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Psychology Programs in Maine

For people who want to improve their communities through careers in psychology, few places offer more opportunities than Maine. The most rural state in the country, Maine embodies the mental health care disparity that exists throughout rural America. The state is in dire need of good psychologists and other mental health or behavior professionals, particularly in its schools. Those who heed the call will find excellent colleges and universities and a network of committed professional colleagues who are committed to using their skills and training to make Maine a leader in mental health.

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Maine Psychology Spotlight Programs

Maine has an impressive list of highly rated schools and programs for psychology students. Here are a few of the most popular and unique.

The University of Maine (Orono)

There’s an undergraduate psychology program at The University of Maine that focuses on understanding the science of behavior. There’s also a Ph.D. program offered through a clinical psychology track and a psychological sciences track. The psychological sciences option—which focuses on cognition, social, and biological psychology—is also offered as a master’s degree with a required thesis.

The university’s Psychological Services Center, which serves patients throughout Central Maine, is the primary site for U Maine’s APA-accredited clinical psychology doctoral training. It’s just one part, however, of a sprawling and world-renowned culture of research that spans many fields and departments. In 2019, the university’s research expenditures were nearly $138 million.

In-state undergraduate tuition is $9,000 per academic year. Non-residents pay $29,310. For graduate students, it’s $8,100 and $26,338, respectively.

University of Southern Maine (Portland)

Undergraduates at the University of Southern Maine can earn a B.A. in psychology or take psych as a minor. For graduate students, there’s a Psy.D. in school psychology.

The university has a long and proud history of research conducted in partnership with, and often for the benefit of, the local community. The Cutler Institute is home to 10 research and training facilities on its own, and the Research Service Center serves as a home base for students, faculty, and staff engaged in externally funded research.

Undergraduate tuition is $281 per credit for in-state residents and $739 for non-residents. Graduate students pay $421 and $1,141, respectively.

Bowdoin College (Brunswick)

Undergraduate students at Bowdoin College can take psychology as a major or minor, or they can pursue a bachelor’s degree in neuroscience. The school is listed by U.S. News as the No. 6 liberal arts college in the entire country.

Bowdoin was founded in 1794, which makes it 26 years older than the state of Maine itself. The school is both small and selective, both for students and instructors—99% of Bowdoin’s faculty have earned the highest degree in their fields.

Tuition is $55,822 per academic year, but half the students receive non-loan, grant-based aid packages worth an average of $47,500.

Husson University (Brunswick)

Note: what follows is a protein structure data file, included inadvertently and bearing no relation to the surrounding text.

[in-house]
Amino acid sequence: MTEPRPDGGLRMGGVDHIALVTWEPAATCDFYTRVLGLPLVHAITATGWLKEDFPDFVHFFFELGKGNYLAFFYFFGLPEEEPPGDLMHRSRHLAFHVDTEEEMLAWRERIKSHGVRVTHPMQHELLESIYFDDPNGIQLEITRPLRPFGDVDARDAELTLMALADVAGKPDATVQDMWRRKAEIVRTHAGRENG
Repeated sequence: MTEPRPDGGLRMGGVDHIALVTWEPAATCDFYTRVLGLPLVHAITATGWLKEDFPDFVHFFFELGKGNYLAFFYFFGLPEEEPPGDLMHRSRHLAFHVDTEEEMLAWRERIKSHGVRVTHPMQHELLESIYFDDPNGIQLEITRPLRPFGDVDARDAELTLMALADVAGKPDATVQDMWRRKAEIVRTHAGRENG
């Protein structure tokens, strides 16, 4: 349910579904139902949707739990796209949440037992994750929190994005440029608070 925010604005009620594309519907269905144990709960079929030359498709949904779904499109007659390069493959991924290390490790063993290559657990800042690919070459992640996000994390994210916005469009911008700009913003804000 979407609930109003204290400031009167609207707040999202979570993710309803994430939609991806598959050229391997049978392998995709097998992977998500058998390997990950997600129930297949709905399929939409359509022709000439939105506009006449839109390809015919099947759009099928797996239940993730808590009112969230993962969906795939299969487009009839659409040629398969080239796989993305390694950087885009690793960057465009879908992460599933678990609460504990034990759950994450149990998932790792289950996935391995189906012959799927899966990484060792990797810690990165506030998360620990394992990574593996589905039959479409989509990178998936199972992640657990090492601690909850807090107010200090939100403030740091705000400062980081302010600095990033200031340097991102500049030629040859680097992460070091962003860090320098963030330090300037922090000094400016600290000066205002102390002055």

Husson University offers undergraduates a B.S. in psychology. They can tailor the degree to their own interests or pursue a path that qualifies them for the mental health rehabilitation technician/certification (MHRT/C), a state credential needed to conduct most entry-level mental health work in Maine. Students can also earn the B.S. online in a program that transfer students with 60 to 90 credits can complete in just 24 months. At the graduate level the school offers master’s degrees in clinical mental health counseling and school counseling.

Husson stands out as being the lowest-priced accredited, private, four-year institution in Maine. It awards $16 million in scholarships and institutional grants per year. Tuition is $18,972 per academic year for undergraduates and $642 per credit for master’s programs. Online tuition is $360 per credit hour, a significant reduction from the $612 that traditional learners would pay.

Colby College (Waterville)

According to U.S. News, Colby College is tied for the No. 11 spot among all liberal arts colleges in America. The undergraduate psychology major is offered with a concentration in neuroscience. The program is rigorous. It prepares students for advanced work in collaborative research, and students are required to maintain C grades or better in several critical courses to continue through the program.

The program also fosters collaborative research between faculty and staff that is quite intense for the undergraduate level. Students will work with state-of-the-art equipment while conducting research and taking several upper-level courses.

In terms of tuition, Colby lists only a “comprehensive fee” of $72,000 per academic year, but that includes room, board, and activities.

How to Become a Psychologist in Maine

You have to complete all the educational requirements and then earn a license to work as a psychologist in the state of Maine.

Education Requirements for Psychologists in Maine

You can only claim the title of “psychologist” after you earn a doctorate. There are many related fields, however, that you can enter with a lesser degree, including even an associate degree, in some cases. Some of those fields are described late in detail.